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Stage Door (1937)

Approved | | Comedy, Drama | 8 October 1937 (USA)
A boardinghouse full of aspiring actresses and their ambitions, dreams and disappointments.

Director:

(as Gregory LaCava)

Writers:

(screen play), (screen play) | 2 more credits »
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Nominated for 4 Oscars. Another 2 wins & 1 nomination. See more awards »
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Cast

Cast overview, first billed only:
...
...
...
...
Linda Shaw
...
Miss Luther
...
Samuel S. Hinds ...
Henry Sims
...
Judith
...
Harcourt
William Corson ...
...
Carmichael
...
Butch
...
Stage Director
...
Mr. Milbanks
Phyllis Kennedy ...
Hattie
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Storyline

Terry Randall, rich society beauty, has decided to see if she can break into the Broadway theatre scene without her family connections. She goes to live in a theatrical boarding house and finds her life caught up with those of the other inmates and the ever-present disappointment that theatrical hopefuls must live with. Her smart-mouth roommate, Jean, is approached by a powerful producer for more than just a role. And Terry's father has decided to give her career the shove by backing a production for her to star in, in which she's sure to flop. But his machinations hurt more than just Terry. Written by Kathy Li

Plot Summary | Add Synopsis

Taglines:

Brilliant In Cast And Story See more »

Genres:

Comedy | Drama

Certificate:

Approved | See all certifications »
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Details

Country:

Language:

Release Date:

8 October 1937 (USA)  »

Also Known As:

Pension d'artistes  »

Box Office

Budget:

$952,000 (estimated)
 »

Company Credits

Production Co:

 »
Show detailed on  »

Technical Specs

Runtime:

| (TV)

Sound Mix:

(RCA Victor System)

Aspect Ratio:

1.37 : 1
See  »
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Did You Know?

Trivia

The famous line delivered by Katharine Hepburn ("The calla lilies are in bloom again...") is actually dialog taken from the play "The Lake", which Hepburn infamously played on Broadway (Dorothy Parker famously said that Hepburn "ran the gamut of emotions - from A to B."). See more »

Goofs

In the scene between Terry and Tony Powell, where there is discussion about being 'framed', Powell is initially opposite Terry across the shelf with the photos, whereas in the next shot he has moved to being at right angles to her on her left side. See more »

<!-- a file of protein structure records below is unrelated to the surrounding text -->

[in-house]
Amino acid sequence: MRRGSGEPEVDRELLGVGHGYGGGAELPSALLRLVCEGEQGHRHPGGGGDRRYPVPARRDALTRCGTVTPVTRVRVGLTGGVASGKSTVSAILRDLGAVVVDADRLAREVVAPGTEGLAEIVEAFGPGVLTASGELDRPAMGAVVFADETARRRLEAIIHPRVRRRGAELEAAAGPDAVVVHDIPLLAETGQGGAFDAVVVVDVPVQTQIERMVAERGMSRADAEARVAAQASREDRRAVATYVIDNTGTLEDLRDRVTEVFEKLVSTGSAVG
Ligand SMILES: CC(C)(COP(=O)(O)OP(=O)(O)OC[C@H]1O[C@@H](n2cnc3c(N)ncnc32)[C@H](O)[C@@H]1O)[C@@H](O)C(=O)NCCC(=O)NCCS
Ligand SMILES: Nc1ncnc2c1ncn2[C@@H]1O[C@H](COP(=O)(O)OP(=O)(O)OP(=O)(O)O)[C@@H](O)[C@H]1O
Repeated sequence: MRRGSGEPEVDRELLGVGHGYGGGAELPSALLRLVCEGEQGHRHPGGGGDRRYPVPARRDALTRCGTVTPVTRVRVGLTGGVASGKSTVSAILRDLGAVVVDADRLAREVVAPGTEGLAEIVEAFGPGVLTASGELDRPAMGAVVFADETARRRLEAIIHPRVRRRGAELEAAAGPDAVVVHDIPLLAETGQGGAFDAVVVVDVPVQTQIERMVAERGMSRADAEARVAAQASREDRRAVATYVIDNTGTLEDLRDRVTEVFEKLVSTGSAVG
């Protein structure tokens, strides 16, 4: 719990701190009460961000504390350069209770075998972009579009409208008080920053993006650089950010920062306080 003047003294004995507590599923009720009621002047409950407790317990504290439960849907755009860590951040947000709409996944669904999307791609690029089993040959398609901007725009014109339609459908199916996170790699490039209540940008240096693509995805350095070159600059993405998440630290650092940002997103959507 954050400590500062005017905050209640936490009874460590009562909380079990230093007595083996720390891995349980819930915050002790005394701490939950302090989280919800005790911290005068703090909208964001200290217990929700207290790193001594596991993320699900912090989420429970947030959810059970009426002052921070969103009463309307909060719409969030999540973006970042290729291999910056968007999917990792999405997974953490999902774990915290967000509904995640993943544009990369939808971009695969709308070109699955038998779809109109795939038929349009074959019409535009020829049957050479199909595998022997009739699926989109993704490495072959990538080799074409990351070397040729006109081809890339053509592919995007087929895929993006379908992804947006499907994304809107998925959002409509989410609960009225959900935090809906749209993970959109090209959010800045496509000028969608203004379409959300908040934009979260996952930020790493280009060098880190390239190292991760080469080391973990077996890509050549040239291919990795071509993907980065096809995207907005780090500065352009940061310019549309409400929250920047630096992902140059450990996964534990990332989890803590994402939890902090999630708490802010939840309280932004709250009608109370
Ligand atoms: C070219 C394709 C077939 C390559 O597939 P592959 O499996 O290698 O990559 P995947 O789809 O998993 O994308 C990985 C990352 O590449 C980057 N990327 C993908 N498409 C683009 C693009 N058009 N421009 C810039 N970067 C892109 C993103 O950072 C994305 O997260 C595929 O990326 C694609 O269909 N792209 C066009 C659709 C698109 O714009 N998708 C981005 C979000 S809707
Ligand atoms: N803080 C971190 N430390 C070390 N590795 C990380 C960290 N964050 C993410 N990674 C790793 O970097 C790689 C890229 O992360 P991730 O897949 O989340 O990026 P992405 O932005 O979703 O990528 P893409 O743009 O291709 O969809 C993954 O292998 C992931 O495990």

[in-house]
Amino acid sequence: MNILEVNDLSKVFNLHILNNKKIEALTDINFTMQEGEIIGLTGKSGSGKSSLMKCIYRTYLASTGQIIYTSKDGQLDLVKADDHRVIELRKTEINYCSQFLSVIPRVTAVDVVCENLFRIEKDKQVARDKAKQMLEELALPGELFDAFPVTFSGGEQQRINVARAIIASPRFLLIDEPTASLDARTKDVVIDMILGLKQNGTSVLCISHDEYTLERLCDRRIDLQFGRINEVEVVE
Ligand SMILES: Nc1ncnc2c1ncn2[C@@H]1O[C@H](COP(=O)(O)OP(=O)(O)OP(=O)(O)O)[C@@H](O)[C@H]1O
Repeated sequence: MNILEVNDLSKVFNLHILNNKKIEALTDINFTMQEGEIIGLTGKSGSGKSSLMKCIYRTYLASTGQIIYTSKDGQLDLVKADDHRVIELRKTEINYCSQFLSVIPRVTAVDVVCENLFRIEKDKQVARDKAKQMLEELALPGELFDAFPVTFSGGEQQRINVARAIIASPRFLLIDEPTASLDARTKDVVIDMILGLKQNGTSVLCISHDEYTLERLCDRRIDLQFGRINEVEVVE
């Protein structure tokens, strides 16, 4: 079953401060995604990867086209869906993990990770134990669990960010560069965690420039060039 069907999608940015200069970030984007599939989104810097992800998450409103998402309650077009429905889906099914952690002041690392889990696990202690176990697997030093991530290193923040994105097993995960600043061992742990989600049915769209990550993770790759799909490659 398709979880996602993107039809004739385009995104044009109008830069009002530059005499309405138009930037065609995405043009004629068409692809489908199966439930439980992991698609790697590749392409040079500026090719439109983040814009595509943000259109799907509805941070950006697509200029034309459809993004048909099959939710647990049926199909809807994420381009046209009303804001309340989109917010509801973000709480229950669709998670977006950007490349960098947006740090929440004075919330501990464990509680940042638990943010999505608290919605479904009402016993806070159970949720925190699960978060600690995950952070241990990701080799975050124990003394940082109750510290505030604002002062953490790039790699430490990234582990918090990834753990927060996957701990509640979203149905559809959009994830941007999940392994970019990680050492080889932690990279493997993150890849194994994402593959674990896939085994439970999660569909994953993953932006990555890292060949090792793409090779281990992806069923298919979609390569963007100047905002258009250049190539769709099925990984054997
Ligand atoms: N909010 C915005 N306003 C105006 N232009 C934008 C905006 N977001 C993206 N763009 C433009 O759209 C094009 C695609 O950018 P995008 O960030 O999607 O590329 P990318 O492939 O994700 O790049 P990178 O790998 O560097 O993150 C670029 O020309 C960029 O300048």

Quotes

Terry Randall: [entering the boarding house after trying the wrong door] How many doors are there to this place?
Jean Maitland: Well, there's the trap door, the humidor, and the cuspidor. How many doors would you like?
See more »

Connections

Referenced in Twice in a Lifetime: The Trouble with Harry (2000) See more »

Soundtracks

A Sailboat in the Moonlight and You
(uncredited)
Written by John Jacob Loeb and Carmen Lombardo
Sung and played on piano by uncredited actress, Betty Jane Rhodes
Sung during Kay Hamilton's last scene
See more »

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User Reviews

 
One of the best examples of Hollywood's Golden Age
22 March 2001 | by (Saint Paul, MN) – See all my reviews

I don't quite know how to put my passion for this film into words. It's something I never expected. I taped it off of television because I've been on a Ginger Rogers kick lately (I think I'm in love with her), and very luckily experienced something of enormous quality.

There is not a regular plot. Unlike most classical cinema, the goal towards which the film is striving is quite tenuous. Basically, the goal is for Katherine Hepburn to get a part in a play and give a good performance, but it is never stressed. Instead, what we get is more of an ensemble piece. There are characters who are more central than others, but we get to know well a great number of characters. And we live with them, experience their dreams, hardships, and successes, falling more and more deeply in love with them every minute, caring about them as we would dear friends or siblings.

It is most often referred to as a comedy, and the dialogue tends to be hilarious (Ginger Rogers is in full form here, wisecracking at the speed of light), but the film's drama is very affecting, too. This film's ending is so beautiful, and like all great films, we're reluctant to say goodbye to the characters. Fortunately, since I have it on tape, I can visit the boarding house any time I want. Unfortunately, since this film is neither on VHS nor DVD, you probably cannot. Watch for it on AMC or TCM or other stations that play classic films. You will not be disappointed. 10/10


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